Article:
Defection illustrates Syrian rift

An undated photo taken in Syria shows Brig. Gen. Manaf Tlas, right, with President Bashar Assad.
(AFP/Getty Images)

BEIRUT — They were close friends and shared a singular lineage: Both were blood royalty of the Syrian leadership caste, birthright beneficiaries of their fathers’ stranglehold on the nation.

But the conflict tearing Syrian apart also opened a deep rift between President Bashar Assad and Brig. Gen. Manaf Tlas, a brigade commander in the country’s ultra-loyal Republican Guard. On Friday,France’s foreign minister confirmed that Tlas had defected.

Tlas’ departure from the Assad administration is the highest-profile to date, and many read the move as a sign that even Assad’s inner circle is losing faith after 16 months of fighting, a savaged economy and international opprobrium.

“Regime insiders and the military establishment are starting to vote with their feet,” Secretary of State Hillary Rodham Clinton said Friday in Paris when asked about the incident.

It was unclear whether Tlas had actually defected and joined the opposition, or had just seized an opportunity to follow his father, former Defense minister Mustafa Tlas, and brother, Firas, a businessman, out of strife-ridden Syria. It was also not apparent whether Tlas, reportedly under close surveillance, fled from Syria clandestinely or had been permitted to leave.


The defection of a prominent member of Syria’s Sunni Muslim majority is a symbolic blow against the intricate cross-sect scaffolding that has helped prop up Assad, who is a member of the minority Alawite sect, an offshoot of Shiite Islam.

That alliance was evident in the shared backgrounds of Assad and Tlas.

Assad, a ophthalmologist by training, became president after the death in 2000 of his father, Hafez Assad, the former air force pilot whose rise to power in 1970 initiated the family’s dynastic rule.

Tlas, whose charm and easy-going demeanor belied his martial pedigree, followed in the military footsteps of his father, who was a long-time defense minister and fixer for Assad the elder.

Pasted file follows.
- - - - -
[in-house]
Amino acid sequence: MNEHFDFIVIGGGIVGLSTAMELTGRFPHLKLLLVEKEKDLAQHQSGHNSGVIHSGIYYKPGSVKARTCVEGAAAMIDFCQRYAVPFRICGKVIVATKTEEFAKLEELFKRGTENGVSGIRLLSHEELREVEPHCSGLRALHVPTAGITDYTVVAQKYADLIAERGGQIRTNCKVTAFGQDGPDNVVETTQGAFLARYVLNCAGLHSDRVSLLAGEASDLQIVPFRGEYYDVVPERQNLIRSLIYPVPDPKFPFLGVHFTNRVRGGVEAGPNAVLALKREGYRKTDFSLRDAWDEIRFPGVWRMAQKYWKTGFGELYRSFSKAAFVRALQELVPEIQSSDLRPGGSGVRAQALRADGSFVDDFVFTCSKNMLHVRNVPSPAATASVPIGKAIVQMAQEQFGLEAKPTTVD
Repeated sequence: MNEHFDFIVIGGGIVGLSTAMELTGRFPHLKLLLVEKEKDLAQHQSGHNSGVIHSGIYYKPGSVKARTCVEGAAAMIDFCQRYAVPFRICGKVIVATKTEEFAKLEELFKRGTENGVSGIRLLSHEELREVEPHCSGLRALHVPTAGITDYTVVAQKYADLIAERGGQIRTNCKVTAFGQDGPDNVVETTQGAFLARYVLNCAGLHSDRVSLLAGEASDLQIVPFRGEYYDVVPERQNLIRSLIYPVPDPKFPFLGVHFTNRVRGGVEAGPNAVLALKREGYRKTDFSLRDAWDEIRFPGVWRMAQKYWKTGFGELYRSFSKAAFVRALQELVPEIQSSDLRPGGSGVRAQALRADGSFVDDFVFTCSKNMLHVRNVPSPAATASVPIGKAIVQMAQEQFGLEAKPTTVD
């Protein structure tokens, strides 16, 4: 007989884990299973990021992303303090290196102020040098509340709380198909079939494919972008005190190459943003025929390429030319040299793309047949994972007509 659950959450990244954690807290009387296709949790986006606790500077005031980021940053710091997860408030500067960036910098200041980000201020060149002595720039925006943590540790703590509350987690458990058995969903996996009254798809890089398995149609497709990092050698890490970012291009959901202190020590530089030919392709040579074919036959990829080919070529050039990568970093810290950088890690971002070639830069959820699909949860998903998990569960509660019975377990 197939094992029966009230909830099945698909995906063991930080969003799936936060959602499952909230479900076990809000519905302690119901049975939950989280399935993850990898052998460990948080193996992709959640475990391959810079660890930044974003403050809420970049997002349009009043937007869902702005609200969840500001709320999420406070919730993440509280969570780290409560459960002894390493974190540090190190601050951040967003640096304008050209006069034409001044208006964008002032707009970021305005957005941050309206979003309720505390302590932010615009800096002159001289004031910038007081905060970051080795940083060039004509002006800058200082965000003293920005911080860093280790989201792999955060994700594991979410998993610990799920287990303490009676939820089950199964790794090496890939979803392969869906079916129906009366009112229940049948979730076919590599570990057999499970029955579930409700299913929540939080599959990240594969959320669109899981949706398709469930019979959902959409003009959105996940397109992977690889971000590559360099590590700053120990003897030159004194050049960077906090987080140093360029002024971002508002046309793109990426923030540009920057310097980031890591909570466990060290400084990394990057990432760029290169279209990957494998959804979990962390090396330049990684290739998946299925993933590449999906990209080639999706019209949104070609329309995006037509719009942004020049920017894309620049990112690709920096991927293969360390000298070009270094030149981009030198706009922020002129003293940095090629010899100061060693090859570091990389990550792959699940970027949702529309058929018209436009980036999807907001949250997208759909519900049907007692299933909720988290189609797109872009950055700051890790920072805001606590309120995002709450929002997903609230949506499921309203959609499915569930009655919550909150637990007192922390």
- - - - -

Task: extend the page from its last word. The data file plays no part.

Manaf Tlas and Bashar Assad are both in their mid-40s and said to have attended military college together.

For years, Syria’s Alawite-dominated administration has counted on the support of military and business elites among the Sunni majority. Sunnis who, like the Tlas clan, backed Assad received ample benefits for their collaboration.

The “Tlas family has been at the heart of the regime from the beginning,” Joshua Landis, who heads the Center for Middle East Studies at the University of Oklahoma, said via email. “They are the keystone of the Sunni-Alawi alliance that has cemented the regime for four decades.”

But the rebellion has arisen largely from the Sunni masses long disenchanted with the domination of Assad and fellow Alawites who mostly run the military and security services.

According to various accounts, the two men fell out last year after security hard-liners rejected Tlas’ mediation efforts in several rebellious towns. Tlas hasn’t commanded troops for months, and some have said he was lately living under a kind of house arrest, rumors swirling that he planned to join the growing ranks of defectors escaping to neighboring Turkey or elsewhere.